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Santo el Enmascarado de Plata vs 'La invasión de los marcianos' (1967)

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Ratings: 5.4/10 from 212 users  
Reviews: 7 user | 11 critic

The masked wrestler battles Martians intent on taking over the Earth.


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Title: Santo el Enmascarado de Plata vs 'La invasión de los marcianos' (1967)

Santo el Enmascarado de Plata vs 'La invasión de los marcianos' (1967) on IMDb 5.4/10

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Cast overview, first billed only:
Santo ...
Santo (as Santo el Enmascarado de Plata)
Wolf Ruvinskis ...
El Nazi ...
Beny Galán ...
Martian (as Beni Galan)
Ham Lee ...
Eduardo Bonada
Antonio Montoro
Maura Monti ...
Belinda Corel ...
Diana (as Belinda Corell)
Gilda Mirós ...
Manuel Zozaya ...
Prof. Ordorica
Consuelo Frank
Alicia Montoya
Roy Fletcher


The masked wrestler battles Martians intent on taking over the Earth.

Add Full Plot | Add Synopsis


Fantasy | Sci-Fi





Release Date:

27 July 1967 (Mexico)  »

Also Known As:

Santo vs. La Invasión de los marcianos  »

Filming Locations:

Company Credits

Show detailed on  »

Technical Specs


Sound Mix:

Aspect Ratio:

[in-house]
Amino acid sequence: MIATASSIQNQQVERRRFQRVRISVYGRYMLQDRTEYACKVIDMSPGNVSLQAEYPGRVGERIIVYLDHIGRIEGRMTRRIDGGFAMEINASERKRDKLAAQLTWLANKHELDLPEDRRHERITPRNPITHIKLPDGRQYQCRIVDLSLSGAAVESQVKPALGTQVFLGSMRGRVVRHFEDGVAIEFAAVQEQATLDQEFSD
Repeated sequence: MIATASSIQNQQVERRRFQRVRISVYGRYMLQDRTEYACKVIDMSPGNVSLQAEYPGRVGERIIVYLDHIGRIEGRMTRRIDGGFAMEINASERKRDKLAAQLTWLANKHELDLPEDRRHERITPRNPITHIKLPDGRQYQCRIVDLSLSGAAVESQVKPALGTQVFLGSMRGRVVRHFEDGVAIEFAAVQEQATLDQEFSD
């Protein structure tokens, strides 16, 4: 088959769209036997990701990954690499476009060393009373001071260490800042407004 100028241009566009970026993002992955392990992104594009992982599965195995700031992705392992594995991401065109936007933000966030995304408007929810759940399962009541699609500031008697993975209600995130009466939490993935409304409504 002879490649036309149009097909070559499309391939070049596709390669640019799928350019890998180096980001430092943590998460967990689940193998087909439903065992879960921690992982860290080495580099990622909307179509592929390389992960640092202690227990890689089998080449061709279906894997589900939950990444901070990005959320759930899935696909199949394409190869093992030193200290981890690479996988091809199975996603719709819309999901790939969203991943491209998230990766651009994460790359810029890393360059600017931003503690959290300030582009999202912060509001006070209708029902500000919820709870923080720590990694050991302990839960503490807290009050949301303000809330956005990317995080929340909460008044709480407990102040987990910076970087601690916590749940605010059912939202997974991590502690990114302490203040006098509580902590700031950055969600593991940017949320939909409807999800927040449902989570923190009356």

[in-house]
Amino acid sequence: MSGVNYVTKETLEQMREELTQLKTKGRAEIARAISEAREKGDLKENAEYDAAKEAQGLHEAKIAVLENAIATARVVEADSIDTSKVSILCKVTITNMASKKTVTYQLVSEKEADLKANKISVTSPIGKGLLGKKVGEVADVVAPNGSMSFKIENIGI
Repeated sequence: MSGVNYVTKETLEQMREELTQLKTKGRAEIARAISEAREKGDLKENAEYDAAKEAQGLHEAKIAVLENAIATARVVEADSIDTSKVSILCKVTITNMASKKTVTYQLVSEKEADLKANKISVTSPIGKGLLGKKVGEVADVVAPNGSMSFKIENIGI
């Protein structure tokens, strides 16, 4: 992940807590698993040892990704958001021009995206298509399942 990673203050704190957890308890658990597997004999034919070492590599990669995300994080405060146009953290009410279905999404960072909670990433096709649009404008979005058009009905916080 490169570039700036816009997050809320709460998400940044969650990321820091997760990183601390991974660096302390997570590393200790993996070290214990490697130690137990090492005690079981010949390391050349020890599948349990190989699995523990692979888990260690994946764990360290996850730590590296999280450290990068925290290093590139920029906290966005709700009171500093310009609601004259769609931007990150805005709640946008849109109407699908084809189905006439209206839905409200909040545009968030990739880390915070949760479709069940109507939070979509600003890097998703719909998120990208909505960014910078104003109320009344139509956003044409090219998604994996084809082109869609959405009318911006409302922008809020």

1.66 : 1
See  »

Did You Know?


Featured in The Three Burials of Melquiades Estrada (2005) See more »


Rock del timbal
Performed by El Quinteto Maravilla
See more »

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User Reviews

Men from Mars or refugees from Central Casting?
3 November 2006 | by See all my reviews

My introduction to the Santo cult proved to be a somewhat disappointing experience. Santo is not so much a Mexican Super-Hero as a Mexican Bruce Lee. Instead of kung fu, we are treated to wrestling. Mucho lucha. Demasiado lucha! It never stops. Santo cannot step into a room without stepping into the fray. I admit it was well staged, but the sound effects were overdone. I liked the girls best, especially Belinda Corell. On the other hand, the male Martians were totally unconvincing. Complete with ridiculously fake wigs, they looked about as much like men from Mars as refugees from Central Casting. Not that the rest of the players were much better. Only the always reliable Manuel Zozaya (who rarely received decent roles matching his abilities) as the professor and the impressively voiced "Picoro" (doing his customary stint as the ring announcer) stood out in a very mediocre cast.

Production values were also second-class with ho-hum special effects that wouldn't gladden the hearts of a group of seven-year-olds; plus competently routine photography by Jorge Stahl (who did such good work on Henry Hathaway's 1954 Garden of Evil); and all topped off by capable but blissfully unimaginative direction from that veteran workhorse in Mexican cinema, Alfredo B. Crevenna (who helmed no less than 150 features between 1945 and his retirement at the age of 81 in 1995).

Sci-fi fans will be hard pressed to find anything to cheer about in this effort. It's the sort of film that a quickie serial producer like Columbia's Sam Katzman would have been proud of, but it didn't strike many chords with me.

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